To address the challenges of the fuel shortages, and in the wake of a devastating U.S. jobs report, the Biden administration has spearheaded an interagency government response, including issuing temporary waivers for states to use non-compliant fuel to boost supply and greater flexibility for drivers delivering fuel, among other measures.
While the motives and identities of those who launched the attack remain unknown, the incident has rightly raised concerns about the national security vulnerabilities of companies that provide critical services to Americans.
University of Notre Dame IT, analytics, and operations professor Mike Chapple, a former computer scientist with the National Security Agency, in conversation with the Daily Mail, said that “systems that control pipelines should not be connected to the internet and vulnerable to cyber intrusions.”
“The attacks were extremely sophisticated and they were able to defeat some pretty sophisticated security controls, or the right degree of security controls weren´t in place,” said Chapple.
Anne Neuberger, Biden’s deputy national security adviser for cybersecurity and emerging technology, told the Associated Press in April that “the government was undertaking a new effort to help electric utilities, water districts and other critical industries protect against potentially damaging cyberattacks.”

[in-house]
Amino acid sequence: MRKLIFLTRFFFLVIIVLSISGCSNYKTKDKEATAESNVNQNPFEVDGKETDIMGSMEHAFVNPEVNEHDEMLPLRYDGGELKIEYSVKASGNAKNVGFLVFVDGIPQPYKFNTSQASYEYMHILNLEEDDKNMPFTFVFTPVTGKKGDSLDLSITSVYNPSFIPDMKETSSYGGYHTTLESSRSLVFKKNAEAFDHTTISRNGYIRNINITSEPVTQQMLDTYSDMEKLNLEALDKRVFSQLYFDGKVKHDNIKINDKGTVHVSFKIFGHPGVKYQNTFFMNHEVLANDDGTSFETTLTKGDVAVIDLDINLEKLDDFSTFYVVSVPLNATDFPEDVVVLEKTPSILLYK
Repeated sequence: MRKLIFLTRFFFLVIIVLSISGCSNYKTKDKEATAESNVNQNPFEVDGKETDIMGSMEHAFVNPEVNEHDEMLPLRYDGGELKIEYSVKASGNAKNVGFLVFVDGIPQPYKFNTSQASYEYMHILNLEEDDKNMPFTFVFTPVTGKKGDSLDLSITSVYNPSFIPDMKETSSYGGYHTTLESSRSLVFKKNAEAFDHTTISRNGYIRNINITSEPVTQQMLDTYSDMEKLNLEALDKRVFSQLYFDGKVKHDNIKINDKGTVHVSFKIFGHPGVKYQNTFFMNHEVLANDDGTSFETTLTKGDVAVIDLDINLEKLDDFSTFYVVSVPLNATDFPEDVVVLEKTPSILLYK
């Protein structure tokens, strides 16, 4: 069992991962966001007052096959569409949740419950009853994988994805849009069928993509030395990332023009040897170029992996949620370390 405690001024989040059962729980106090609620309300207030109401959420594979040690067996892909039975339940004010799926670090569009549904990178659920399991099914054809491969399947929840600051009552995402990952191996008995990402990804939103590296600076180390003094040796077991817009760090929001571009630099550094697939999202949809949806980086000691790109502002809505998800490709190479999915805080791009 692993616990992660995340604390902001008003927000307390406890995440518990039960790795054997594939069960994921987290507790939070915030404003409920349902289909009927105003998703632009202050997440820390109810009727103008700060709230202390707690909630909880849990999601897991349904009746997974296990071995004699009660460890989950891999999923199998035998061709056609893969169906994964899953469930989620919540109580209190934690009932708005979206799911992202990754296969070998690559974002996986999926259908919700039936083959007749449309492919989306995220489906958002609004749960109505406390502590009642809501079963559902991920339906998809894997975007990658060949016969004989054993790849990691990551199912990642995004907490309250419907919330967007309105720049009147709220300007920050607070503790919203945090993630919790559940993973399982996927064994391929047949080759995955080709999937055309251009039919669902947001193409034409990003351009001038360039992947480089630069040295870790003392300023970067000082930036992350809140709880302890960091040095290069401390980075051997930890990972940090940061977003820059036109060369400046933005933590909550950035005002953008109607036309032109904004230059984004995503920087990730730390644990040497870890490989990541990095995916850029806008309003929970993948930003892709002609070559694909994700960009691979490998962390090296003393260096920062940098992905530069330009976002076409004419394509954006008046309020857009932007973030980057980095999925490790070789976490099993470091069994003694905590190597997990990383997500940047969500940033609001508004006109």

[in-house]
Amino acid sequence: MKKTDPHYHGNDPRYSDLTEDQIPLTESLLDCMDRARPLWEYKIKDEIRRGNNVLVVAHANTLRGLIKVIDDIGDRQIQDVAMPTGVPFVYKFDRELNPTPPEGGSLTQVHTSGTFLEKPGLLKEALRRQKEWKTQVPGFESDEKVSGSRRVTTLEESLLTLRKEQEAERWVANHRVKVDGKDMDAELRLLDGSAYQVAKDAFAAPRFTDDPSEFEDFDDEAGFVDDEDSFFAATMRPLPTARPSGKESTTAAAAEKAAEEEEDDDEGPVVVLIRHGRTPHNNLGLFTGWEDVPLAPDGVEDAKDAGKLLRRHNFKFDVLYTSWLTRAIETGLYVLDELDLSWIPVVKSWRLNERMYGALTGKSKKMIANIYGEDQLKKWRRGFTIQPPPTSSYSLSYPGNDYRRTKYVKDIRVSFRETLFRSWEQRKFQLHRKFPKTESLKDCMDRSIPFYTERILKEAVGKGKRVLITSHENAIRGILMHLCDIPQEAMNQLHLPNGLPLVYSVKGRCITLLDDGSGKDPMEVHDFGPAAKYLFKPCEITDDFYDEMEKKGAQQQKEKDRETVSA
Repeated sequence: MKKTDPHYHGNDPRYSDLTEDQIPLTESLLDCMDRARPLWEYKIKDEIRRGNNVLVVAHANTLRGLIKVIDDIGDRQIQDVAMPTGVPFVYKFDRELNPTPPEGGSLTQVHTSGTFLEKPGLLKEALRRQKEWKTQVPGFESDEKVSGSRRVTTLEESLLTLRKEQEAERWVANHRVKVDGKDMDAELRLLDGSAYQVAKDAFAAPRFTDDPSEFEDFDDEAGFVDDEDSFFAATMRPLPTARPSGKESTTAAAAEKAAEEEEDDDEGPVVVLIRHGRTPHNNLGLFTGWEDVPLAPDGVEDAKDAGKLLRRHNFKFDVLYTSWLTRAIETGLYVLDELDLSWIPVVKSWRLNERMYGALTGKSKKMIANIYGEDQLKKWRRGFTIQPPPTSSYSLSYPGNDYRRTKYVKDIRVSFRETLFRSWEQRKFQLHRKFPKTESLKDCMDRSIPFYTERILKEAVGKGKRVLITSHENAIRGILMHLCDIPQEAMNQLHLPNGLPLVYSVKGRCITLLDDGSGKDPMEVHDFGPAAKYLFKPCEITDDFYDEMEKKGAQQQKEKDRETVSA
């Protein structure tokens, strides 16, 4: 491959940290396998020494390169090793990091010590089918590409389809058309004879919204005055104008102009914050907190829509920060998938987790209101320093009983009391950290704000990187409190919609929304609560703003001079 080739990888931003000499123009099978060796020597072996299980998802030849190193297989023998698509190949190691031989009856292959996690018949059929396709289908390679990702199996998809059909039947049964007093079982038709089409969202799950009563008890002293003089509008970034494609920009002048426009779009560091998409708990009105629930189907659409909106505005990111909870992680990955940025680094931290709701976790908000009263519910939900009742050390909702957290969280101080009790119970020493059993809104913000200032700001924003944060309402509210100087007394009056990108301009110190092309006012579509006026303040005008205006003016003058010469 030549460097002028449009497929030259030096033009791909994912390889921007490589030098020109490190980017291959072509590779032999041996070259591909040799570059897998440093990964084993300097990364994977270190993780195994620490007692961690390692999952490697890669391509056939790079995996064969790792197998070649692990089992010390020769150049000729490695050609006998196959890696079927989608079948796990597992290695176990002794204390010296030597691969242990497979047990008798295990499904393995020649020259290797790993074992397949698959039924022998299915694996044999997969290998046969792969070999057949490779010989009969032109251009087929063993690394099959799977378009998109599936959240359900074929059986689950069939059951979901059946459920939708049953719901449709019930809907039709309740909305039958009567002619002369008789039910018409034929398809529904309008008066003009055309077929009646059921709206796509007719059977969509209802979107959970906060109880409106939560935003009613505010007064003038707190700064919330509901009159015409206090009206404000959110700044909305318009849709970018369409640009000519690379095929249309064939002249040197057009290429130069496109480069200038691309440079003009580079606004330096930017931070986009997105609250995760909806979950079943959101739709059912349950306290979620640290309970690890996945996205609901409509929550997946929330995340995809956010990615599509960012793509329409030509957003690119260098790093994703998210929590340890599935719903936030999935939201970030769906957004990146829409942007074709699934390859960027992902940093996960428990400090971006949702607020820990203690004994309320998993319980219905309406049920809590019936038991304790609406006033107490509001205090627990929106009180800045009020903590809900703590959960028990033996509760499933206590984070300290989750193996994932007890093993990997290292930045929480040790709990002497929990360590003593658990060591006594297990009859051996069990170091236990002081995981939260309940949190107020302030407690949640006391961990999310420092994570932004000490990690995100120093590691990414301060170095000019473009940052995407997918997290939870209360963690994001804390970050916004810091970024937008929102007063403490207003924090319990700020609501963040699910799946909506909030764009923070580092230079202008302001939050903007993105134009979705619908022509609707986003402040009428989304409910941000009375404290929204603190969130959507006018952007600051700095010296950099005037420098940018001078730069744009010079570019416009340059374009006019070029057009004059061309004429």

“To ensure that control systems serving 50,000 or more Americans have the core technology to detect and block malicious cyber activity,” said Neuberger, “the White House has announced a 100-day initiative aimed at defending the country’s electricity system from cyberattacks by encouraging owners and operators of power plants and electric utilities to improve their capabilities for identifying cyber threats to their networks.”
Despite these recent calls for preventive strategies to mitigate unlawful cyber activity, Colonial Pipeline remains mostly non-operational, though some systems were reportedly restarted late today. The company estimates operations will return to normal in a few more days.
This latest national crisis, among a series of troubles plaguing the country, adds yet another distraction for lawmakers, and certainly opens America up to being more susceptible to a foreign attack, a favor we don’t want to grant any adversary, at home or abroad.